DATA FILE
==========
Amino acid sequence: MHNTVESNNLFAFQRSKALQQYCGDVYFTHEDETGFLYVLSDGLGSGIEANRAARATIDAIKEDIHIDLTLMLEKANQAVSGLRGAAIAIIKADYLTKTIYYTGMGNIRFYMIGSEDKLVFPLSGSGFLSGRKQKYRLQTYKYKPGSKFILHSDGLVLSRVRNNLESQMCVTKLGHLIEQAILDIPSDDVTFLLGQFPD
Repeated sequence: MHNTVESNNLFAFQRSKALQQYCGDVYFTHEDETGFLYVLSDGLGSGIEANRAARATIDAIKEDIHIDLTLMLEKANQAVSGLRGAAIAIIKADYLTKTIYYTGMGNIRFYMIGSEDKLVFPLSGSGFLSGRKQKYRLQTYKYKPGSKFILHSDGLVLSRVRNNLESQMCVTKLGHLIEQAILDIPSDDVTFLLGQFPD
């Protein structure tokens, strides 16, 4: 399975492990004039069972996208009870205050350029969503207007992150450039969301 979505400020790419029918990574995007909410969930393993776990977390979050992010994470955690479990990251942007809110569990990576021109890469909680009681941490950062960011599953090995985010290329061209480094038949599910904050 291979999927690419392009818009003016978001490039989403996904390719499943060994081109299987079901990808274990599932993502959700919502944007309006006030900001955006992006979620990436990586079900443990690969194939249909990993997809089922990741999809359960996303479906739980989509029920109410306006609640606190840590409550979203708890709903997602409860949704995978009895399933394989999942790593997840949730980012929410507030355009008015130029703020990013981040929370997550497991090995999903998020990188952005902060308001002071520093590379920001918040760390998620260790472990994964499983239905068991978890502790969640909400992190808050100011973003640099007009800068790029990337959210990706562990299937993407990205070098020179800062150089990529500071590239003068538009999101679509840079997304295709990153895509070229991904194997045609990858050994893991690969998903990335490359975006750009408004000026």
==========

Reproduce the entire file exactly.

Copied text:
Amino acid sequence: MHNTVESNNLFAFQRSKALQQYCGDVYFTHEDETGFLYVLSDGLGSGIEANRAARATIDAIKEDIHIDLTLMLEKANQAVSGLRGAAIAIIKADYLTKTIYYTGMGNIRFYMIGSEDKLVFPLSGSGFLSGRKQKYRLQTYKYKPGSKFILHSDGLVLSRVRNNLESQMCVTKLGHLIEQAILDIPSDDVTFLLGQFPD
Repeated sequence: MHNTVESNNLFAFQRSKALQQYCGDVYFTHEDETGFLYVLSDGLGSGIEANRAARATIDAIKEDIHIDLTLMLEKANQAVSGLRGAAIAIIKADYLTKTIYYTGMGNIRFYMIGSEDKLVFPLSGSGFLSGRKQKYRLQTYKYKPGSKFILHSDGLVLSRVRNNLESQMCVTKLGHLIEQAILDIPSDDVTFLLGQFPD
């Protein structure tokens, strides 16, 4: 399975492990004039069972996208009870205050350029969503207007992150450039969301 979505400020790419029918990574995007909410969930393993776990977390979050992010994470955690479990990251942007809110569990990576021109890469909680009681941490950062960011599953090995985010290329061209480094038949599910904050 291979999927690419392009818009003016978001490039989403996904390719499943060994081109299987079901990808274990599932993502959700919502944007309006006030900001955006992006979620990436990586079900443990690969194939249909990993997809089922990741999809359960996303479906739980989509029920109410306006609640606190840590409550979203708890709903997602409860949704995978009895399933394989999942790593997840949730980012929410507030355009008015130029703020990013981040929370997550497991090995999903998020990188952005902060308001002071520093590379920001918040760390998620260790472990994964499983239905068991978890502790969640909400992190808050100011973003640099007009800068790029990337959210990706562990299937993407990205070098020179800062150089990529500071590239003068538009999101679509840079997304295709990153895509070229991904194997045609990858050994893991690969998903990335490359975006750009408004000026």